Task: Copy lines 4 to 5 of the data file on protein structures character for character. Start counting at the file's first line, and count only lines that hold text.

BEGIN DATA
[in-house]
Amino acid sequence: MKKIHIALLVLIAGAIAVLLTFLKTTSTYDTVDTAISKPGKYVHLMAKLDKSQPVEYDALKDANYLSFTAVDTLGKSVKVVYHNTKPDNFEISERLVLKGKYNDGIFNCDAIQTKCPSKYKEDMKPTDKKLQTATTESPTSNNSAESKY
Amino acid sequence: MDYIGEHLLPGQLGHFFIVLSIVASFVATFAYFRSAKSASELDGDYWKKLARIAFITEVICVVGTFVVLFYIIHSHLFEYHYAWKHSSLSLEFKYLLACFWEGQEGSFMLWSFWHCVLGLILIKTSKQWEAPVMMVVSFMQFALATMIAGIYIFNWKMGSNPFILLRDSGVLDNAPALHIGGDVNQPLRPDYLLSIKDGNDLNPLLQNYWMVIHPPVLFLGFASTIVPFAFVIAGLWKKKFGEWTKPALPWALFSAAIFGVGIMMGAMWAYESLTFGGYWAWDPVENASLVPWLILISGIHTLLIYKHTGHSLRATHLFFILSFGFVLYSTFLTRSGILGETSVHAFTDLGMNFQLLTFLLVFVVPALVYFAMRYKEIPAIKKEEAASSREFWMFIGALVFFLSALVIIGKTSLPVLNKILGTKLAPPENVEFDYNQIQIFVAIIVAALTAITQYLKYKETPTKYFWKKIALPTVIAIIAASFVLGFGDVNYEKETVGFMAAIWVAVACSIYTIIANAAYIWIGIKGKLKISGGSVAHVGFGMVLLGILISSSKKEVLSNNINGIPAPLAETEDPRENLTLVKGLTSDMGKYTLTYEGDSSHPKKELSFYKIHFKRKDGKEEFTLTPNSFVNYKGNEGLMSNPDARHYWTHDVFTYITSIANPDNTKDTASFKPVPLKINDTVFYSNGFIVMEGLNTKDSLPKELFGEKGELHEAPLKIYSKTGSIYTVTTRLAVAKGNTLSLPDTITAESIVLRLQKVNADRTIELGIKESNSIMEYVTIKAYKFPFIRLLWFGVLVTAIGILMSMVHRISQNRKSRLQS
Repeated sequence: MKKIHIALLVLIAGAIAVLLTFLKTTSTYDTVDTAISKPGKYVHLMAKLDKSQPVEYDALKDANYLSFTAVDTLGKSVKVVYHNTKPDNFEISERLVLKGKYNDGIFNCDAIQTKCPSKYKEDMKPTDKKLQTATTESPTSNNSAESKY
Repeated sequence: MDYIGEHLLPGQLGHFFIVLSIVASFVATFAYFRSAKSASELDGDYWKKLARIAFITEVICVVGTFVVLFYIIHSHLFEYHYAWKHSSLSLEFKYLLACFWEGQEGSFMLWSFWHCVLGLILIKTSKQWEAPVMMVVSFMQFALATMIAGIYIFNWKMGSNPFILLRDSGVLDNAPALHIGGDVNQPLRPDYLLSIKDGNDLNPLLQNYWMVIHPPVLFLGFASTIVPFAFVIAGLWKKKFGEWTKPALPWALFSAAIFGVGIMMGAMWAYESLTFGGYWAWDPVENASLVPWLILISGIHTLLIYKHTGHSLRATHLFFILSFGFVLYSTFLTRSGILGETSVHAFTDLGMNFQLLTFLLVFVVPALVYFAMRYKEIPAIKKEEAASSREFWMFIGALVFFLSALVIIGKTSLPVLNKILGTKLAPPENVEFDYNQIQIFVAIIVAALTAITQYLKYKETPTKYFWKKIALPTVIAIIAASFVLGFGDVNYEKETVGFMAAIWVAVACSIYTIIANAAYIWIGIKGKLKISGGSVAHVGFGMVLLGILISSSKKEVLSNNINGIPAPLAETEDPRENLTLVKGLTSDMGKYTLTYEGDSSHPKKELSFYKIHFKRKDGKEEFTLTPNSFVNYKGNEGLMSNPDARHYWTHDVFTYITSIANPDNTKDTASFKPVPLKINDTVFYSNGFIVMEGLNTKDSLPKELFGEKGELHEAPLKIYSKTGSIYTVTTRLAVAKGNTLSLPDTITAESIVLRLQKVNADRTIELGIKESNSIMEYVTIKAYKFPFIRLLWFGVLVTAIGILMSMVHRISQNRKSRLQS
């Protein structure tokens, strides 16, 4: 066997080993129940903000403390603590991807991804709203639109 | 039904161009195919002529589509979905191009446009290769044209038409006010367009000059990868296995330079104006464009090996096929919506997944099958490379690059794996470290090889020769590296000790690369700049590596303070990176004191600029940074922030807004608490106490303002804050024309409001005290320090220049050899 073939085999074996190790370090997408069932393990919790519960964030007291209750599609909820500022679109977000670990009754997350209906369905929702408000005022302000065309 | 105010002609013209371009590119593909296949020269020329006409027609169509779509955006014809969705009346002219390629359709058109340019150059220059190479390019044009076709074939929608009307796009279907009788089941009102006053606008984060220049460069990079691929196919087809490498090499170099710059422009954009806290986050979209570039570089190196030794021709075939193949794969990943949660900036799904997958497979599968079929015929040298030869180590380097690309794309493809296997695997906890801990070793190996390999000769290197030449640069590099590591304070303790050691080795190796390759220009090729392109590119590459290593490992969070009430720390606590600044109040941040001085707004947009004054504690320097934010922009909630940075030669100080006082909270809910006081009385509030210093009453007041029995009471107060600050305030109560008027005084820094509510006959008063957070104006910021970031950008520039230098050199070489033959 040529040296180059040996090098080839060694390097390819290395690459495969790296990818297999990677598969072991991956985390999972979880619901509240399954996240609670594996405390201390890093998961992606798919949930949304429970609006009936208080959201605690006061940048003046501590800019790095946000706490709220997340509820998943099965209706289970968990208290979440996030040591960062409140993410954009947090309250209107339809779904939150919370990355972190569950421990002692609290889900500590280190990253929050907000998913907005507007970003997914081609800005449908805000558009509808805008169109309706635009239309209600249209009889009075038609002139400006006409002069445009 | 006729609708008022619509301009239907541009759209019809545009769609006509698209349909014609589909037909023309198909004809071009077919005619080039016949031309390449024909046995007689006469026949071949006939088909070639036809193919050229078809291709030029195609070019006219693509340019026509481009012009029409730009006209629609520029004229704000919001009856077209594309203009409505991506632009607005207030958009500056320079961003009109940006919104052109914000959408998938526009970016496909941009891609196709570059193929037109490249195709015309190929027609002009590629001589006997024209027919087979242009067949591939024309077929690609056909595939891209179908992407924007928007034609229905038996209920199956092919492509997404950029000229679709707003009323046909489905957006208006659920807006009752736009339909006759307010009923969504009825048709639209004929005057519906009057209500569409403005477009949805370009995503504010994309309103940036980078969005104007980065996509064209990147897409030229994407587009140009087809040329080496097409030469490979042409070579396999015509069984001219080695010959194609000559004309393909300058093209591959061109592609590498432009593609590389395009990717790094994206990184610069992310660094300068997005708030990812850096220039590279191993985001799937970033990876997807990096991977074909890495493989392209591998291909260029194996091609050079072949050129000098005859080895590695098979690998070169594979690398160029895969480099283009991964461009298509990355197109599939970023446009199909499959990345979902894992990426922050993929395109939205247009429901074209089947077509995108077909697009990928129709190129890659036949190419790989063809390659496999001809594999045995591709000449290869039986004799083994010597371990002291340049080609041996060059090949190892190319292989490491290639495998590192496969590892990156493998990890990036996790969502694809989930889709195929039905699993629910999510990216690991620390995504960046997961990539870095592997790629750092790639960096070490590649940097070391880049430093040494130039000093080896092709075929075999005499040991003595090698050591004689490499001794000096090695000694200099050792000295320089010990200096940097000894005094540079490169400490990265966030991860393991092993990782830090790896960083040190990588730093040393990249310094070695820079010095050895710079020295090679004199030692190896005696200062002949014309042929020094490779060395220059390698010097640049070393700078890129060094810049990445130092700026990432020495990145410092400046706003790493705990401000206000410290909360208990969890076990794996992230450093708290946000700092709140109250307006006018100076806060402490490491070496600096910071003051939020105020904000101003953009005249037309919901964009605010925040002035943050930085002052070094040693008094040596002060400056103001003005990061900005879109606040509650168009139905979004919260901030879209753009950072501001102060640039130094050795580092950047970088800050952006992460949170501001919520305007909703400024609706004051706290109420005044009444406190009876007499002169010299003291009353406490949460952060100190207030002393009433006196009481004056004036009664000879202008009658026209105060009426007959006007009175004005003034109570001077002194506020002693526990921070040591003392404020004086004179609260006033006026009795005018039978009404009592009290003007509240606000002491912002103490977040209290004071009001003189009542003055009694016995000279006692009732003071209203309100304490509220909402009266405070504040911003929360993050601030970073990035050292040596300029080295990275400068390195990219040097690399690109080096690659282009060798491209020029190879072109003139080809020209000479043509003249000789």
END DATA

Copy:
Repeated sequence: MKKIHIALLVLIAGAIAVLLTFLKTTSTYDTVDTAISKPGKYVHLMAKLDKSQPVEYDALKDANYLSFTAVDTLGKSVKVVYHNTKPDNFEISERLVLKGKYNDGIFNCDAIQTKCPSKYKEDMKPTDKKLQTATTESPTSNNSAESKY
Repeated sequence: MDYIGEHLLPGQLGHFFIVLSIVASFVATFAYFRSAKSASELDGDYWKKLARIAFITEVICVVGTFVVLFYIIHSHLFEYHYAWKHSSLSLEFKYLLACFWEGQEGSFMLWSFWHCVLGLILIKTSKQWEAPVMMVVSFMQFALATMIAGIYIFNWKMGSNPFILLRDSGVLDNAPALHIGGDVNQPLRPDYLLSIKDGNDLNPLLQNYWMVIHPPVLFLGFASTIVPFAFVIAGLWKKKFGEWTKPALPWALFSAAIFGVGIMMGAMWAYESLTFGGYWAWDPVENASLVPWLILISGIHTLLIYKHTGHSLRATHLFFILSFGFVLYSTFLTRSGILGETSVHAFTDLGMNFQLLTFLLVFVVPALVYFAMRYKEIPAIKKEEAASSREFWMFIGALVFFLSALVIIGKTSLPVLNKILGTKLAPPENVEFDYNQIQIFVAIIVAALTAITQYLKYKETPTKYFWKKIALPTVIAIIAASFVLGFGDVNYEKETVGFMAAIWVAVACSIYTIIANAAYIWIGIKGKLKISGGSVAHVGFGMVLLGILISSSKKEVLSNNINGIPAPLAETEDPRENLTLVKGLTSDMGKYTLTYEGDSSHPKKELSFYKIHFKRKDGKEEFTLTPNSFVNYKGNEGLMSNPDARHYWTHDVFTYITSIANPDNTKDTASFKPVPLKINDTVFYSNGFIVMEGLNTKDSLPKELFGEKGELHEAPLKIYSKTGSIYTVTTRLAVAKGNTLSLPDTITAESIVLRLQKVNADRTIELGIKESNSIMEYVTIKAYKFPFIRLLWFGVLVTAIGILMSMVHRISQNRKSRLQS